He noted that in April alone when the partial lockdown was in full force, bank savings increased by €425 million.

“The money is there. We want to move it from the banks and put it to work,” he added.

The recovery is based on three key elements: it helps businesses to keep going at a time of reduced demand; it encourages people to spend money; it creates the infrastructure to attract foreign investment.

The recovery plan comes after the government lifted all COVID-19 restrictions. Businesses have reopened with hygiene and safety measures that limit the spread of the virus.

The airport will reopen on 1 July with flights from 19 destinations. However, the tourism outlook remains bleak with government hoping that internal tourism could help mitigate the impact.


  • Wage supplement tapering off: The measure by which government has been financing €800 per month per employee will be retained until the end of September for businesses in tourist accommodation, travel agencies, language schools, organisers of mass events and air transport. For other companies that were receiving €800 but have now restarted with difficulty, the wage supplement will go down to €600 per month per employee until the end of September. Other companies that have reopened and were receiving €800 will be shifted to Annex B and start receiving €160 per month. The new rates will kick in from 1 July.
  • Electricity subsidy for businesses: The government will subsidise 50% of the electricity cost, up to €1,500, for the months of July, August and September. The measure will cost government €30 million. Applies to commercial entities that were on Annex A and Annex B.
  • Rent subsidy for companies: Government will pay out a grant, up to a maximum of €2,500, to help commercial entities cover rental obligations. This measure will cost €50 million. Applies to commercial entities that were on Annex A and Annex B.
  • Tax deferrals: Company tax deferrals have been extended for June. National Insurance, income tax and maternity contributions will start to be paid from 1 July. Other taxes due by companies have been deferred to the end of August. Companies can pay the deferred tax by May next year, with no interest charged.
  • Commercial licences: All licences paid to the Malta Tourism Authority and the Commerce Department for 2020 will be waived. Those who have paid their licence will get a waiver in the next year. This measure will cost government €5 million.
  • Tax credits to grants: Malta Enterprise’s micro invest scheme will see 30% of credits to businesses transformed into grants. The limit will be €2,000 for Maltese businesses, and €2,500 for Gozitan businesses. This will cost €5 million.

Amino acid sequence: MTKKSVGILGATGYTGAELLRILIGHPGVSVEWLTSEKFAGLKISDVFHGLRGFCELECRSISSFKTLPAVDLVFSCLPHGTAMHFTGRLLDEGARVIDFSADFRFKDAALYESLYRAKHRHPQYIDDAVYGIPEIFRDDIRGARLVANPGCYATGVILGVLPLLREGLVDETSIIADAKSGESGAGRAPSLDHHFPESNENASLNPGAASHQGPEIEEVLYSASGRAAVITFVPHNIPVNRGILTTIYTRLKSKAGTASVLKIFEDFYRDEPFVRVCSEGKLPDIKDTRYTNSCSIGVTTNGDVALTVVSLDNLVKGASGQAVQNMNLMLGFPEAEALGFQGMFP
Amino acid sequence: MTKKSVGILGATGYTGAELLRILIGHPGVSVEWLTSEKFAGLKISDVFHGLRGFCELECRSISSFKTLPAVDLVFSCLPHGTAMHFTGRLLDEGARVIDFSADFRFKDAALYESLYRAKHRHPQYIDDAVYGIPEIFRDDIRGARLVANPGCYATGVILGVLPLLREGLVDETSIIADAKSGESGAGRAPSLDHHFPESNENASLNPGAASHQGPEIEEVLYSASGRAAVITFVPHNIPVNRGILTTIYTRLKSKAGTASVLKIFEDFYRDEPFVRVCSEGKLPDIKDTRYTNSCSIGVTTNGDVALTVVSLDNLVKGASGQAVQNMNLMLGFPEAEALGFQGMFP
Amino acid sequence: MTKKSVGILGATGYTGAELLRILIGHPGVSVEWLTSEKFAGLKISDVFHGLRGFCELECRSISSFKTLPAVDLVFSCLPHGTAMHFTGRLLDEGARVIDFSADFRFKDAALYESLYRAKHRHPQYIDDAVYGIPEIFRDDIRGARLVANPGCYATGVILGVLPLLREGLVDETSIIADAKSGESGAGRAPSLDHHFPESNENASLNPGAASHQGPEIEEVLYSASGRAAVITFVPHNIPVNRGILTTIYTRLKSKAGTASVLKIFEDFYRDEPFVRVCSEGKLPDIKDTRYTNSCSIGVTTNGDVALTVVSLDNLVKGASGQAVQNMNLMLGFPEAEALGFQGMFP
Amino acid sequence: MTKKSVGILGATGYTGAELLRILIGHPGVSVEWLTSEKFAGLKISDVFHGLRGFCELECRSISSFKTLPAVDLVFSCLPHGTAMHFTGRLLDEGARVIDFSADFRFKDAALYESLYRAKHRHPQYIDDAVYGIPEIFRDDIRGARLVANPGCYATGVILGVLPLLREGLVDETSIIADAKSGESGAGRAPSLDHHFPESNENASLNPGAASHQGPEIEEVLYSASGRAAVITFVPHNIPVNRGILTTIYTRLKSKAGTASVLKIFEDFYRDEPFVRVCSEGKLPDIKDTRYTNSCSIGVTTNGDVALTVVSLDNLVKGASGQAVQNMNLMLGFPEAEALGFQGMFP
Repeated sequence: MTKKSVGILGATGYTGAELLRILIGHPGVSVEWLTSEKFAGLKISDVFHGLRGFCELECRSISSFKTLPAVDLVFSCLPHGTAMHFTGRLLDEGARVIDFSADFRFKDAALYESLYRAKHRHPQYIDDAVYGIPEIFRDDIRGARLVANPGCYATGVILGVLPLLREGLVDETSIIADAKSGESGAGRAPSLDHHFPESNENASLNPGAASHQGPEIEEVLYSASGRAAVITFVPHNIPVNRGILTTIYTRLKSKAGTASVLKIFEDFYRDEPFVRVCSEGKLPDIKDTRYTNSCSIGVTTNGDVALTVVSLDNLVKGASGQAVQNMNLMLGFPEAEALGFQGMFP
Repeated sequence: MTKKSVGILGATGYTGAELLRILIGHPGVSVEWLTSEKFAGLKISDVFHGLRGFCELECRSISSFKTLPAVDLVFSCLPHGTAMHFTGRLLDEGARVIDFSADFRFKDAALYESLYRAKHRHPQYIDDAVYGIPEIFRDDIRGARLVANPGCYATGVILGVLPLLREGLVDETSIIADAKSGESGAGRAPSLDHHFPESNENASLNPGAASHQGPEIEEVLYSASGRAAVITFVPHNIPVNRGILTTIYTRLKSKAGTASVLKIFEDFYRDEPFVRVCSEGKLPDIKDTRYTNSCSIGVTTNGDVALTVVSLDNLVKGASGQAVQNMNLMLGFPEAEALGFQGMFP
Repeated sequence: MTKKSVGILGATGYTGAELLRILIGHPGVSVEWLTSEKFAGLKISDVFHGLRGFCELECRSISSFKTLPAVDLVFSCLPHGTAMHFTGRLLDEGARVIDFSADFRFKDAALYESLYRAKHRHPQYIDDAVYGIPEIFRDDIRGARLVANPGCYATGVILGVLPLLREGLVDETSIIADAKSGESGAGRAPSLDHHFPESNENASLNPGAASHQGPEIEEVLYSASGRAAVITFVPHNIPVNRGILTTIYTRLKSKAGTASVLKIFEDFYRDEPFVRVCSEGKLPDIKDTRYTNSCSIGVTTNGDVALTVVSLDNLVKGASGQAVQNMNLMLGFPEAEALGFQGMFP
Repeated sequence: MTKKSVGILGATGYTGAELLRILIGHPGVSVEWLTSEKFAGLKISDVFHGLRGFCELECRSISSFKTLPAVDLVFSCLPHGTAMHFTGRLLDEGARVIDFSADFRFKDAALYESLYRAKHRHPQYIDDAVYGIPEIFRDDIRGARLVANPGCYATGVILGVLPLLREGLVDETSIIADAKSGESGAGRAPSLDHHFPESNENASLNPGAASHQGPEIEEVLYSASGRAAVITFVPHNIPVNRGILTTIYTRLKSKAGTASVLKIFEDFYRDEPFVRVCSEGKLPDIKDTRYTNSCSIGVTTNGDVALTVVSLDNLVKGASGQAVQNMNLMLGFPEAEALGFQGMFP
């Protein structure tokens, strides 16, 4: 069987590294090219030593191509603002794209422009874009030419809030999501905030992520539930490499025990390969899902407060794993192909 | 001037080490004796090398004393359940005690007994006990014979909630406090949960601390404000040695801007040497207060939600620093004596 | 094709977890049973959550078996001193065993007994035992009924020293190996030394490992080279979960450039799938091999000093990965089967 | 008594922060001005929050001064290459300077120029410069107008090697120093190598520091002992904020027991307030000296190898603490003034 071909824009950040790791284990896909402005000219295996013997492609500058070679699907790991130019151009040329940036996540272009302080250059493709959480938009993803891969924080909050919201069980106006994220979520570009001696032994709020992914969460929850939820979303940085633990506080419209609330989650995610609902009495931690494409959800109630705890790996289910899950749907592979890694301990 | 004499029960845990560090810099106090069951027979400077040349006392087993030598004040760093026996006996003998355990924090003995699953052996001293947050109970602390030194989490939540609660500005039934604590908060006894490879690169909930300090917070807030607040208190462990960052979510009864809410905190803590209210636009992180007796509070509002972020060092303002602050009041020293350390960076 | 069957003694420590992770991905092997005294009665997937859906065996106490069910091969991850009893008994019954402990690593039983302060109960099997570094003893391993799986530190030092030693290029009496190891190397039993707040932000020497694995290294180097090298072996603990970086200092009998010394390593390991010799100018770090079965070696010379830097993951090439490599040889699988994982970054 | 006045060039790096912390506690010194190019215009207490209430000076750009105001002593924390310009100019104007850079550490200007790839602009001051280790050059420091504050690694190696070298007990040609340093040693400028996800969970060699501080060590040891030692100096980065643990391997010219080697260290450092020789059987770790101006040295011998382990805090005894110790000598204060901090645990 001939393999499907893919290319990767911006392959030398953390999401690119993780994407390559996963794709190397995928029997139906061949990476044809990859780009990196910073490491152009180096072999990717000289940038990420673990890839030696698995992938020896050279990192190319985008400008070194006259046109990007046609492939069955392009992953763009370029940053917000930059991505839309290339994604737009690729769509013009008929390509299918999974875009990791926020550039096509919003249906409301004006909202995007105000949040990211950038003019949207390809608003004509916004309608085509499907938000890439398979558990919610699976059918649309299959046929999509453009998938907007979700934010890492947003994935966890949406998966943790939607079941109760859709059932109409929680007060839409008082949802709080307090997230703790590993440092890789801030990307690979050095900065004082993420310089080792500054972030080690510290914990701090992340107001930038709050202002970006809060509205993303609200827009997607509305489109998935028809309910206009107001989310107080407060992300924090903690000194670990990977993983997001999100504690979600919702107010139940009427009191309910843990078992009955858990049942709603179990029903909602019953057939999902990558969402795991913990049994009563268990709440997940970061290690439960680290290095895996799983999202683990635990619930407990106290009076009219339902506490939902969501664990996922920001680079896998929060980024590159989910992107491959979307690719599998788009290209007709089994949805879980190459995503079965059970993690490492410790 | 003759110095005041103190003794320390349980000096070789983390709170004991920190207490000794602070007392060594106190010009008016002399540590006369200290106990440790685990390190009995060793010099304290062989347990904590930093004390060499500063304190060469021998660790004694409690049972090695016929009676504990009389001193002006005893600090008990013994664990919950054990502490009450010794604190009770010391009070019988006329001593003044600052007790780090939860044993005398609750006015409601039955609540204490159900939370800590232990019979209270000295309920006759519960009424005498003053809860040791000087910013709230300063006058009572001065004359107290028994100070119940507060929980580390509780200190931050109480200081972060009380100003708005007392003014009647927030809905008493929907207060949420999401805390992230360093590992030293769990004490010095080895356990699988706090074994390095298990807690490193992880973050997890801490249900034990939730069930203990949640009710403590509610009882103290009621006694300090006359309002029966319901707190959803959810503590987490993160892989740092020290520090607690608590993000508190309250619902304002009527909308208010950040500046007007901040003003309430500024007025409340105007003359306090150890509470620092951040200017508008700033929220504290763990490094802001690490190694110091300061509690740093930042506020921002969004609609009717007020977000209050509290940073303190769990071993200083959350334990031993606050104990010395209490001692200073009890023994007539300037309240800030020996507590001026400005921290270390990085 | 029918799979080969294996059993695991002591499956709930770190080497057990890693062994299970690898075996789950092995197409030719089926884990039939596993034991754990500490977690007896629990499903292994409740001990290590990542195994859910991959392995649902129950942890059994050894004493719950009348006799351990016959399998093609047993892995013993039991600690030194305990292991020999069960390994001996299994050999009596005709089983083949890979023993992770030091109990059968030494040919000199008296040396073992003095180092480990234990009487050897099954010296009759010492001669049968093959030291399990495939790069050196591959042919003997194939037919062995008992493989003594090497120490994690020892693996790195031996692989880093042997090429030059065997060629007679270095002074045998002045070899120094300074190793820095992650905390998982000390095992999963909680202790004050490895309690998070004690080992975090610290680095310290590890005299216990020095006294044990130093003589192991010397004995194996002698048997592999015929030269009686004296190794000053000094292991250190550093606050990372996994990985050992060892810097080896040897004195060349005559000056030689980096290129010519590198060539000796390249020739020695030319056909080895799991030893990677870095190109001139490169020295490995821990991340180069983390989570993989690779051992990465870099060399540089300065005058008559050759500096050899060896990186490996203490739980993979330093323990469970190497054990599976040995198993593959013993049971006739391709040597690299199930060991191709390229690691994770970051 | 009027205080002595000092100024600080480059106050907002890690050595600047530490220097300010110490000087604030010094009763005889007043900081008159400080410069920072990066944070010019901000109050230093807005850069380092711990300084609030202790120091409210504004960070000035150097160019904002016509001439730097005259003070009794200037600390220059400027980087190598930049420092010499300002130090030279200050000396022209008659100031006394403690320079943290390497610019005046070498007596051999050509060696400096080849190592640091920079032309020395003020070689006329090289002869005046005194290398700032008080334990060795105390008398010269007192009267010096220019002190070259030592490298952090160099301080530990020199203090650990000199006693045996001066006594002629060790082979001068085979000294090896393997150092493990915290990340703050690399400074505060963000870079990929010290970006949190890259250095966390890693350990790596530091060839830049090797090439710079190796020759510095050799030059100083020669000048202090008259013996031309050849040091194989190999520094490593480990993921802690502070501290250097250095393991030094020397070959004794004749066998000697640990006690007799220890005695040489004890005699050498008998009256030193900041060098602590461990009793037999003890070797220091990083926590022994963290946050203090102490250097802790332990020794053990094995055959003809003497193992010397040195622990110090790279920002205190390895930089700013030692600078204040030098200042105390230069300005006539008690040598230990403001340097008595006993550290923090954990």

• Re-modelling business fund: Malta Enterprise will manage a fund of €2.5 million intended for businesses that plan on re-engineering their model to adapt to new circumstances. Each company will be eligible for a maximum €5,000.
  • Higher budget for skills scheme: The Malta Enterprise scheme intended to help companies finance in-house training for employees will have its budget increased by €5 million.
  • Development Bank underwriter: The Malta Development Bank will act as an underwriter for private companies where bond roll-overs are due. This measure is intended to create peace of mind just in case companies find it difficult to roll-over bond issues.
  • Port charges refund: For a period of six months, government will give refund 33% of port charges. The measure will not apply on transhipment activities. Government will also refund 10% of container discharge fees. This also does not apply on transhipment activities.
  • Export promotion: A budget of €400,000 will be allocated to Trade Malta, which it will use to refund 50% of expenses made by companies for digital promotion of their products, up to a maximum of €10,000.
  • Cancelled international fairs refunds: Government will refund up to 80% of expenses incurred by companies that were going to participate in international fairs that got cancelled because of COVID-19.
  • Export credit guarantee: The Malta Development Bank will provide an export credit guarantee up to a maximum of €10 million for companies seeking to export their products in developing markets.
  • Modernising construction industry: The budget measure to help finance the modernisation of construction industry equipment will be beefed up for a total budget of €4 million.
  • Advertising fund: A €5 million fund will be created for Maltese companies wanting to advertise their products locally and overseas.


  • Voluntary organisations fund: To mitigate the loss of income sustained by voluntary organisations, government will create a €3 million fund to help sustain these organisations.
  • Private elderly homes fund: Private elderly homes that sustained higher expenses during the pandemic because of live-in arrangements for carers stand to benefit from a €2 million fund.
  • Media: The special agreement to help finance media houses during the pandemic will be extended until September.


  • €400 million to modernise manufacturing infrastructure: The government will invest 3% of GDP over the coming years to modernise industrial estates and create new spaces to be able to attract foreign investment. This is intended to put Malta in a position to quickly tap any foreign interest in opening a manufacturing base here.
  • Green recovery: Government will work on finalising a plan to implement a low carbon strategy. This will be unveiled in the budget for next year.